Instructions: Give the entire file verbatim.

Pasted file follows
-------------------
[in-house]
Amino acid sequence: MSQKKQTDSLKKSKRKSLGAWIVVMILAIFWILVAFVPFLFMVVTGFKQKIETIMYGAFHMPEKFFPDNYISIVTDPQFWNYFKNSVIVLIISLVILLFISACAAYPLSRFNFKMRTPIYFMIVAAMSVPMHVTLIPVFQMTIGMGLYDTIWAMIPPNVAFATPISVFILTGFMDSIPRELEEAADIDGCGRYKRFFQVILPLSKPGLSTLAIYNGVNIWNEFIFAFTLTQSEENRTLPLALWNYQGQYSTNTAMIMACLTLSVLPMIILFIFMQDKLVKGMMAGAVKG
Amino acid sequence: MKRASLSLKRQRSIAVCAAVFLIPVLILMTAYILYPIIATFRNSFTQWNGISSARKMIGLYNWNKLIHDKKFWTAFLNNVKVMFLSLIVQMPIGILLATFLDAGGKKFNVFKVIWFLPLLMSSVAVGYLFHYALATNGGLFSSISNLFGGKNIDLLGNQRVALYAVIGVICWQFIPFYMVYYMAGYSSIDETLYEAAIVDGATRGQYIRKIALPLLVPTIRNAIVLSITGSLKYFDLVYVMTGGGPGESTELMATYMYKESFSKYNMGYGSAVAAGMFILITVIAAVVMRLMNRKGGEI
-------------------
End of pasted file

[in-house]
Amino acid sequence: MSQKKQTDSLKKSKRKSLGAWIVVMILAIFWILVAFVPFLFMVVTGFKQKIETIMYGAFHMPEKFFPDNYISIVTDPQFWNYFKNSVIVLIISLVILLFISACAAYPLSRFNFKMRTPIYFMIVAAMSVPMHVTLIPVFQMTIGMGLYDTIWAMIPPNVAFATPISVFILTGFMDSIPRELEEAADIDGCGRYKRFFQVILPLSKPGLSTLAIYNGVNIWNEFIFAFTLTQSEENRTLPLALWNYQGQYSTNTAMIMACLTLSVLPMIILFIFMQDKLVKGMMAGAVKG
Amino acid sequence: MKRASLSLKRQRSIAVCAAVFLIPVLILMTAYILYPIIATFRNSFTQWNGISSARKMIGLYNWNKLIHDKKFWTAFLNNVKVMFLSLIVQMPIGILLATFLDAGGKKFNVFKVIWFLPLLMSSVAVGYLFHYALATNGGLFSSISNLFGGKNIDLLGNQRVALYAVIGVICWQFIPFYMVYYMAGYSSIDETLYEAAIVDGATRGQYIRKIALPLLVPTIRNAIVLSITGSLKYFDLVYVMTGGGPGESTELMATYMYKESFSKYNMGYGSAVAAGMFILITVIAAVVMRLMNRKGGEI